Subsequently, I had surgery to remove a regrowth in February 2014. Thankfully, it’s a slow-growing cancer and I’m being regularly monitored with MRIs by a team of specialists. After watching my daughter, Jennifer, run the 2014 Dublin Marathon in aid of Beaumont Hospital, I decided I could do the same, so I joined Fit4Life in Castlebar in January 2015. I completed my first couple of marathons in aid of Beaumont Hospital, my treatment centre, and raised almost €8,000 in the process.
My reason for highlighting Terry Fox’s story and my own experience is to let people know that their dream marathons are within reach, even without a good enough time, or taking a chance with the ballot odds.
All the ‘Majors’ operate similar charity schemes to the London Marathon and there are many ways you can go about raising money. I recommend choosing a charity that has a broad appeal – in my case, I chose Brain Research UK, rather than The Brain Tumour Charity, as brain cancers are only 2-3% of all cancers and mine is only 3% of that small number.
Almost everyone knows someone affected by Alzheimer’s, Motor Neurone, stroke, epilepsy and other neurological diseases. Research takes place all over the world and is shared with every country, so the jurisdiction of the charity wouldn’t be an issue. Look for an organisation that has a similar mass appeal.
Running in the 2019 London Marathon is one of my life’s highlights. It took place in April that year. I was training through the winter, often doing long runs alone after dark or very early in the morning. The day itself was fantastic. Travelling out to Greenwich on the train was exciting and seeing tens of thousands of fellow runners, some in crazy outfits, still makes my heart beat faster. Approximately one million people lined the route, so there was a constant noise of cheering, bands playing and DJ music the whole way, some places so loud that I had to cover my ears.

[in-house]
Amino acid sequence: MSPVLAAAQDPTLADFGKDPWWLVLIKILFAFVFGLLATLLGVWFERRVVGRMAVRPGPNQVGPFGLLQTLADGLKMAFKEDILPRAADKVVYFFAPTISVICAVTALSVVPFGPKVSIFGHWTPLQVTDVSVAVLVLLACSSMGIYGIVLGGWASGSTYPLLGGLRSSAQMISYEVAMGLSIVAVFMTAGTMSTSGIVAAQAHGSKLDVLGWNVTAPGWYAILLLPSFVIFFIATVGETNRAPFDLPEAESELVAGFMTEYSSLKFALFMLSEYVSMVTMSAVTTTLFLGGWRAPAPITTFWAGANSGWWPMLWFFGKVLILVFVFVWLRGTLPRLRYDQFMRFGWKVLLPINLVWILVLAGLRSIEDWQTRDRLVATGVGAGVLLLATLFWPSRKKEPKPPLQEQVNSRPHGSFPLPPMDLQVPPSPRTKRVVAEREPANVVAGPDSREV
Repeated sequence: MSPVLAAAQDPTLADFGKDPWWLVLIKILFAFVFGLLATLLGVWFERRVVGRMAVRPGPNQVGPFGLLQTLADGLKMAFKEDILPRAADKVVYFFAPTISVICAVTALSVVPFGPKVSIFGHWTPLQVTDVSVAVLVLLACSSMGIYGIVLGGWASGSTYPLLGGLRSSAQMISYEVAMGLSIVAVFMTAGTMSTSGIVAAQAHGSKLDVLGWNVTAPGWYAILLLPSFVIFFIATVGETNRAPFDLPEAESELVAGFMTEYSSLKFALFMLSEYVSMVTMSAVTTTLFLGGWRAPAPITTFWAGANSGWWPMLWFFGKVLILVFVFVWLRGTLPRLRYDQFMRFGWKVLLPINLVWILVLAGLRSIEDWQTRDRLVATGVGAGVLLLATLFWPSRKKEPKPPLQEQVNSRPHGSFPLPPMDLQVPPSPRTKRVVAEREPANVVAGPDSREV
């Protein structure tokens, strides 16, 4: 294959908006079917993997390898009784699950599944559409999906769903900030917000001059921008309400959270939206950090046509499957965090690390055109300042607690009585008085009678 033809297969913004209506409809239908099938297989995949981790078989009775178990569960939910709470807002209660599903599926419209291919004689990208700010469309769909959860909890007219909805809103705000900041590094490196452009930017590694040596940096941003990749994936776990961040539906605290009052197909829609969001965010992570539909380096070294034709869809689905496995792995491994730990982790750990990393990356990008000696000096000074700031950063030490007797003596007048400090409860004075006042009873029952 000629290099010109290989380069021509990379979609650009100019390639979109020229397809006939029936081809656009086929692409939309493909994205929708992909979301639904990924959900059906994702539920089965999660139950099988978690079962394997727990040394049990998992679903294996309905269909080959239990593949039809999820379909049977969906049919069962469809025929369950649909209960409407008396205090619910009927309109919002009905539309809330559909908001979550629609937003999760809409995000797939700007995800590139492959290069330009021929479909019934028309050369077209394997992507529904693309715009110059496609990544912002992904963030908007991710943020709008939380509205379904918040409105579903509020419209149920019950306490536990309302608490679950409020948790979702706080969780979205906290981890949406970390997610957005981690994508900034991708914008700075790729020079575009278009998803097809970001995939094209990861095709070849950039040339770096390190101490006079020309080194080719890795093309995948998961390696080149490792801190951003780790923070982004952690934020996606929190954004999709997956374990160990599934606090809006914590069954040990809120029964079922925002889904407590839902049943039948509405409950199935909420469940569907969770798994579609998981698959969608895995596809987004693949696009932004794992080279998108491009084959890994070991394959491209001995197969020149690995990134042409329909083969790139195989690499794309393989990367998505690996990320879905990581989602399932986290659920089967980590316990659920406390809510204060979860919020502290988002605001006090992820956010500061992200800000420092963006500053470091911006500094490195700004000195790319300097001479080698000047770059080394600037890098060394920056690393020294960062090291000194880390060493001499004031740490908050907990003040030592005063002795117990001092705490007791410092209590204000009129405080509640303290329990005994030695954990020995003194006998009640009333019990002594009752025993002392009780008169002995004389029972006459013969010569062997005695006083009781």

Two of my daughters (I have four wonderful girls!), family and friends, including many members of the Mayo AC, were all incredibly supportive and encouraging on the race day. Some of them even made it in person, cheering me on from the sidelines just when I needed it.
And of course, there’s the route itself. Running alongside iconic landmarks such as the Houses of Parliament, Buckingham Palace and, my favourite, Tower Bridge is a once-in-a-lifetime opportunity that sticks with me to this day. You can see participants while watching the race on television, but you simply can’t beat being there.
Incidentally, it was the year where Mayo AC member Sinéad Diver finished 7th in the women’s race in a personal best time of 2:24:11. That made me feel very proud to be a Mayo Man. 💚❤️
All this is to say, that without a doubt the work that went into raising money for a charity was absolutely worth it to run in one of the world’s best and biggest marathon races.
Life is short and it’s a day you’ll never forget, so don’t wait to investigate how you can achieve your race dream.
Thank you so much for reading.